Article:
The 2012 security crisis in Mali and the prevalence of terrorism, armed secession and organized crime in the country are the subject of a growing academic debate. The concept of state fragility is often used in policy- informed debates to explain what are supposedly the root causes of the crisis, as well as shaping Western-led interventions designed to solve it. While shedding light on important governance challenges, the concept of state fragility fails to account for how social, economic and political ties between state and non-state actors shape avenues to power and authority in conflict-ridden Mali. The article illustrates the importance of such ties by showing how, for example, jihadist groups, as significant non-state actors, offer access to new economic opportunities in areas marked by insecurity and a crisis of authority. Furthermore, by applying the concept of‘world-view analysis’, the article unpacks the interplay between the socio-political and ideational dimensions of how armed groups, including religious actors, conceptualize, achieve and legitimize authority by manoeuvring between the intersecting governance registers of controlling the illicit economy and providing protection and livelihood opportunities, as well as by exercising religiously informed violence.

Romain LeCour Grandmaisson, Pantheon-Sorbonne University,

Abstract: Drug Cartels, Extortion, and the end of Political Reciprocity?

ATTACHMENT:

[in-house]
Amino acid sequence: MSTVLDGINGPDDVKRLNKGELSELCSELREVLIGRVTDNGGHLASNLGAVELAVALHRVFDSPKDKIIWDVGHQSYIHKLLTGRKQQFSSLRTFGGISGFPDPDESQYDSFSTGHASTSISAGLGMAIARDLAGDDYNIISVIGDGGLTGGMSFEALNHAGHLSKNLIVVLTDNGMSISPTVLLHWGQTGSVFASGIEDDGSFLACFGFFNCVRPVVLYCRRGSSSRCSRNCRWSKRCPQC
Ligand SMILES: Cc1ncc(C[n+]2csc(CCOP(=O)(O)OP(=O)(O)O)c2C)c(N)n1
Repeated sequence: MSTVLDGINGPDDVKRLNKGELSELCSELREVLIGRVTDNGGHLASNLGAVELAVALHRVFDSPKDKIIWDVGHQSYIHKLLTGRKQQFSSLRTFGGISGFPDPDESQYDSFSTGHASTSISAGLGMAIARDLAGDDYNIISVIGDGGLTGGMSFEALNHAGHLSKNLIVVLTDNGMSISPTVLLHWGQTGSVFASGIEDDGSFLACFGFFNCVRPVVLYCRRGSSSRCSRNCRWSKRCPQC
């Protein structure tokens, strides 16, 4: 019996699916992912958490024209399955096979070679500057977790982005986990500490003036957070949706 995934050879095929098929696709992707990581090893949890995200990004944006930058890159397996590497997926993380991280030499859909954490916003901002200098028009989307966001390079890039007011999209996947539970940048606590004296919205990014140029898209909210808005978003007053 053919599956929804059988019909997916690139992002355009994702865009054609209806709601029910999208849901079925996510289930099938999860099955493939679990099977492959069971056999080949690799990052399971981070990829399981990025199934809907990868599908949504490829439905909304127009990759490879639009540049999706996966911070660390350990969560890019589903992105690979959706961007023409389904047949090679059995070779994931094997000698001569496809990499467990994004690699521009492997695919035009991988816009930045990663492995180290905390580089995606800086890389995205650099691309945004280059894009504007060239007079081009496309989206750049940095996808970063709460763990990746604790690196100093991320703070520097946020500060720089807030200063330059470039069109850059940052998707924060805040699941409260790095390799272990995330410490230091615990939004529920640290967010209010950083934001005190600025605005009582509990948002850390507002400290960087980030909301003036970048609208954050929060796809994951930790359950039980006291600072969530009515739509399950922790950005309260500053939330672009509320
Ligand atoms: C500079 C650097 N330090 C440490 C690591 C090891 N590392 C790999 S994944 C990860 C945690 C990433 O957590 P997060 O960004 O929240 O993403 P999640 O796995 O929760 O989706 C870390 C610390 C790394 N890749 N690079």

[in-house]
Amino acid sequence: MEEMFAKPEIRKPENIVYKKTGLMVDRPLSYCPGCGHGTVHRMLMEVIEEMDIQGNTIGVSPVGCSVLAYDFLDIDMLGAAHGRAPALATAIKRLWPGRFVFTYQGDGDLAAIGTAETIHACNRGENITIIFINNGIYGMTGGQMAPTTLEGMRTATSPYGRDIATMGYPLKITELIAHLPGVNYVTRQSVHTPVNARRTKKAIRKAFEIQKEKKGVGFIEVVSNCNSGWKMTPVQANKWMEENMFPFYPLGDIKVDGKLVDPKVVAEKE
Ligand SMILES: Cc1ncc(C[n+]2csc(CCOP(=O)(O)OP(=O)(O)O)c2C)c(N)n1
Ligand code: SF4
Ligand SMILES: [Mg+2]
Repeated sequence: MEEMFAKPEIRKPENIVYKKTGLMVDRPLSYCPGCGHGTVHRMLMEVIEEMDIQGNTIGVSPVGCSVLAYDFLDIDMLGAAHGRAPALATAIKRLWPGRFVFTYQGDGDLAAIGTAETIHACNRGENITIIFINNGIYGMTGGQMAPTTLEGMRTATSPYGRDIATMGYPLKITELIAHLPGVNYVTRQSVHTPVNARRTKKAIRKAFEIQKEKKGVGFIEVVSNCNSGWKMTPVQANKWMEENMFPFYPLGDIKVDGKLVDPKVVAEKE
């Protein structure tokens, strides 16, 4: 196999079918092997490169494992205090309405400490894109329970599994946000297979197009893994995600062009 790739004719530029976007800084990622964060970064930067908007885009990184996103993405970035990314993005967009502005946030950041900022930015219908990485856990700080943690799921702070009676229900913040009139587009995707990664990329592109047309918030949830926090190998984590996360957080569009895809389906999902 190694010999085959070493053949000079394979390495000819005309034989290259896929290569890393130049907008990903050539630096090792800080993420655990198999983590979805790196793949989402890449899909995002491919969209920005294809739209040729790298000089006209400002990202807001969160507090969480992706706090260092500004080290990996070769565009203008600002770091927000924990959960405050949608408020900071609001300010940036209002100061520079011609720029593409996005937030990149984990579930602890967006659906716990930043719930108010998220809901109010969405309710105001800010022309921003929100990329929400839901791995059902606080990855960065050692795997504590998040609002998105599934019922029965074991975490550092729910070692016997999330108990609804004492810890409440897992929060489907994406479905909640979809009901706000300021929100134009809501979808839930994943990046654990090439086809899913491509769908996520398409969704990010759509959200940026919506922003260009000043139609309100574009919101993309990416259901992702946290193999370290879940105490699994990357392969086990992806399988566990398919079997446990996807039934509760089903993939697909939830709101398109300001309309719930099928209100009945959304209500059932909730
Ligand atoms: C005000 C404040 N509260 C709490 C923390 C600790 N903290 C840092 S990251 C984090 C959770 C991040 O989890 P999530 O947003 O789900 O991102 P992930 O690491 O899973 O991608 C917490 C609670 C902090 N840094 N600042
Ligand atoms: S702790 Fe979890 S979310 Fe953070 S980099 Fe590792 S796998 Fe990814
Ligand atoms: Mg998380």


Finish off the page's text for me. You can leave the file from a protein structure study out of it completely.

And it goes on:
Academic literature on organised crime in Mexico tends to suggest a systemic domination by the State over drugs cartels, followed by a neoliberal ‘retreat’ that would then lead to the current state of violence and chaos. I will present a sociological model of analysis of these criminal organisations to highlight their social, economic and political impact on the country, as well as the crucial socio-political role drugs – marihuana, cocaine and methamphetamines - play at the local level. I aim at linking the study of drugs and violence as political resources, in order to analyse the structuring process of contemporary criminal organisations in Mexico. As such, I will study how drugs represent a resource that allows those who control them to re-define local socio-political relationships based on the notion of political reciprocity (Arias 2006; 2010). My core hypothesis is that criminal organisations transform political loyalties, as well as the very notion of loyalty, through coercion and the organisation of violence, but also the transformation of the idea of politicalallegiance. The latter helps define the nature of the domination established by contemporary cartels, especially the Knight Templars (Caballeros Templarios). Such domination relies on power through patronageandpower through dependency,without implying the disappearance of the State. On the contrary, it questions and re-defines its interaction with the local population, the drug cartels being able to ‘introduce a disequilibrium in inter-dependencies, which makes [them] less dependent on others, than others towards [them]’ (Gayer, 2014). This paper is based on more than three years of fieldwork in Mexico, in territories where criminal organizations are active. It is based on dozens of interviews with local criminal, or political actors.